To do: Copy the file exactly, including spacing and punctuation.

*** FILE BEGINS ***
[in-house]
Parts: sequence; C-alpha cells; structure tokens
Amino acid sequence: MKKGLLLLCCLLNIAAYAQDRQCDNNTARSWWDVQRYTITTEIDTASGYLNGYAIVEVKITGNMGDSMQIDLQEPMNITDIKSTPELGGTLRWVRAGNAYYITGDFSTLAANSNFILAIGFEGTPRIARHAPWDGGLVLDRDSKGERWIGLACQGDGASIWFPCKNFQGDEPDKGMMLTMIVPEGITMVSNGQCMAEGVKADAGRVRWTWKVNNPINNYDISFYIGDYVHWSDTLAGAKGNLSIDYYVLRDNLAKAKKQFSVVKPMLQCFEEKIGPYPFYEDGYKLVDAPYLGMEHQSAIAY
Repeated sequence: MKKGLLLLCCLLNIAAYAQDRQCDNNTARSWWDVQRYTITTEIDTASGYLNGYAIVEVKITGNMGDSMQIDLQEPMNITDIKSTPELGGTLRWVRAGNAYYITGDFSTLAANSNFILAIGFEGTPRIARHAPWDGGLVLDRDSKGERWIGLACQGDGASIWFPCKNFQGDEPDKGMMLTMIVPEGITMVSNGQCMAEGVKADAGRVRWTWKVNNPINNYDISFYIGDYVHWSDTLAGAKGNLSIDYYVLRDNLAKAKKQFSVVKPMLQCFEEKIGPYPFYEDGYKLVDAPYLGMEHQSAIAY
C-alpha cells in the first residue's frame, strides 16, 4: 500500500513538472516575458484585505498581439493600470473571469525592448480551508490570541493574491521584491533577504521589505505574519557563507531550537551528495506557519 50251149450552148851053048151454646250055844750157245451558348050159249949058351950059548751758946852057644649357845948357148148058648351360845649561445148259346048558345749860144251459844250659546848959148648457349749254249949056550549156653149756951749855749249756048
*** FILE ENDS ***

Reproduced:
[in-house]
Parts: sequence; C-alpha cells; structure tokens
Amino acid sequence: MKKGLLLLCCLLNIAAYAQDRQCDNNTARSWWDVQRYTITTEIDTASGYLNGYAIVEVKITGNMGDSMQIDLQEPMNITDIKSTPELGGTLRWVRAGNAYYITGDFSTLAANSNFILAIGFEGTPRIARHAPWDGGLVLDRDSKGERWIGLACQGDGASIWFPCKNFQGDEPDKGMMLTMIVPEGITMVSNGQCMAEGVKADAGRVRWTWKVNNPINNYDISFYIGDYVHWSDTLAGAKGNLSIDYYVLRDNLAKAKKQFSVVKPMLQCFEEKIGPYPFYEDGYKLVDAPYLGMEHQSAIAY
Repeated sequence: MKKGLLLLCCLLNIAAYAQDRQCDNNTARSWWDVQRYTITTEIDTASGYLNGYAIVEVKITGNMGDSMQIDLQEPMNITDIKSTPELGGTLRWVRAGNAYYITGDFSTLAANSNFILAIGFEGTPRIARHAPWDGGLVLDRDSKGERWIGLACQGDGASIWFPCKNFQGDEPDKGMMLTMIVPEGITMVSNGQCMAEGVKADAGRVRWTWKVNNPINNYDISFYIGDYVHWSDTLAGAKGNLSIDYYVLRDNLAKAKKQFSVVKPMLQCFEEKIGPYPFYEDGYKLVDAPYLGMEHQSAIAY
C-alpha cells in the first residue's frame, strides 16, 4: 500500500513538472516575458484585505498581439493600470473571469525592448480551508490570541493574491521584491533577504521589505505574519557563507531550537551528495506557519 50251149450552148851053048151454646250055844750157245451558348050159249949058351950059548751758946852057644649357845948357148148058648351360845649561445148259346048558345749860144251459844250659546848959148648457349749254249949056550549156653149756951749855749249756048